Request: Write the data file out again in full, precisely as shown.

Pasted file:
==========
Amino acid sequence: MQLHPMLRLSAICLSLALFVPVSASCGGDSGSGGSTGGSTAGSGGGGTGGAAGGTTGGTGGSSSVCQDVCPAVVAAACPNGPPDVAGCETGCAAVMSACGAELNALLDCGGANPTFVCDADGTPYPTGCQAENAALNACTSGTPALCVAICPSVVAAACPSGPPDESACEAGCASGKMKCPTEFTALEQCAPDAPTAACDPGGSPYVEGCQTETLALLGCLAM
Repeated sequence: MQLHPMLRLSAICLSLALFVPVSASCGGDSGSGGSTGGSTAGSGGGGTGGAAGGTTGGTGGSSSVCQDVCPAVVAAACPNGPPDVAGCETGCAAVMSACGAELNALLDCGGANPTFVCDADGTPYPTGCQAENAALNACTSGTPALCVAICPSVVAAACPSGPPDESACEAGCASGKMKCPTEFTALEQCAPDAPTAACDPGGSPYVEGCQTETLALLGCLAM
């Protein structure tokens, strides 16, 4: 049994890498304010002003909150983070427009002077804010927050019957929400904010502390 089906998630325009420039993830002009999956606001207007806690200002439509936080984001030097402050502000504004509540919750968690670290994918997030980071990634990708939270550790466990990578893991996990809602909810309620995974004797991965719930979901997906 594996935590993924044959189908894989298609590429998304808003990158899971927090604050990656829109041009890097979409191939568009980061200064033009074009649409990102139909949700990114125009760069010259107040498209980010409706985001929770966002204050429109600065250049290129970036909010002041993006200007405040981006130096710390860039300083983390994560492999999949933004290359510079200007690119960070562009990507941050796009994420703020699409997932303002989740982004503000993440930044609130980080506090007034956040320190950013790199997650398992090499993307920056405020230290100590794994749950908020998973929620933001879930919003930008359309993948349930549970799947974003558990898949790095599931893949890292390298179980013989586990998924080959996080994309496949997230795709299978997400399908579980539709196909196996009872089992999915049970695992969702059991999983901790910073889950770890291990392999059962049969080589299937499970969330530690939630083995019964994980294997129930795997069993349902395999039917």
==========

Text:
Amino acid sequence: MQLHPMLRLSAICLSLALFVPVSASCGGDSGSGGSTGGSTAGSGGGGTGGAAGGTTGGTGGSSSVCQDVCPAVVAAACPNGPPDVAGCETGCAAVMSACGAELNALLDCGGANPTFVCDADGTPYPTGCQAENAALNACTSGTPALCVAICPSVVAAACPSGPPDESACEAGCASGKMKCPTEFTALEQCAPDAPTAACDPGGSPYVEGCQTETLALLGCLAM
Repeated sequence: MQLHPMLRLSAICLSLALFVPVSASCGGDSGSGGSTGGSTAGSGGGGTGGAAGGTTGGTGGSSSVCQDVCPAVVAAACPNGPPDVAGCETGCAAVMSACGAELNALLDCGGANPTFVCDADGTPYPTGCQAENAALNACTSGTPALCVAICPSVVAAACPSGPPDESACEAGCASGKMKCPTEFTALEQCAPDAPTAACDPGGSPYVEGCQTETLALLGCLAM
């Protein structure tokens, strides 16, 4: 049994890498304010002003909150983070427009002077804010927050019957929400904010502390 089906998630325009420039993830002009999956606001207007806690200002439509936080984001030097402050502000504004509540919750968690670290994918997030980071990634990708939270550790466990990578893991996990809602909810309620995974004797991965719930979901997906 594996935590993924044959189908894989298609590429998304808003990158899971927090604050990656829109041009890097979409191939568009980061200064033009074009649409990102139909949700990114125009760069010259107040498209980010409706985001929770966002204050429109600065250049290129970036909010002041993006200007405040981006130096710390860039300083983390994560492999999949933004290359510079200007690119960070562009990507941050796009994420703020699409997932303002989740982004503000993440930044609130980080506090007034956040320190950013790199997650398992090499993307920056405020230290100590794994749950908020998973929620933001879930919003930008359309993948349930549970799947974003558990898949790095599931893949890292390298179980013989586990998924080959996080994309496949997230795709299978997400399908579980539709196909196996009872089992999915049970695992969702059991999983901790910073889950770890291990392999059962049969080589299937499970969330530690939630083995019964994980294997129930795997069993349902395999039917």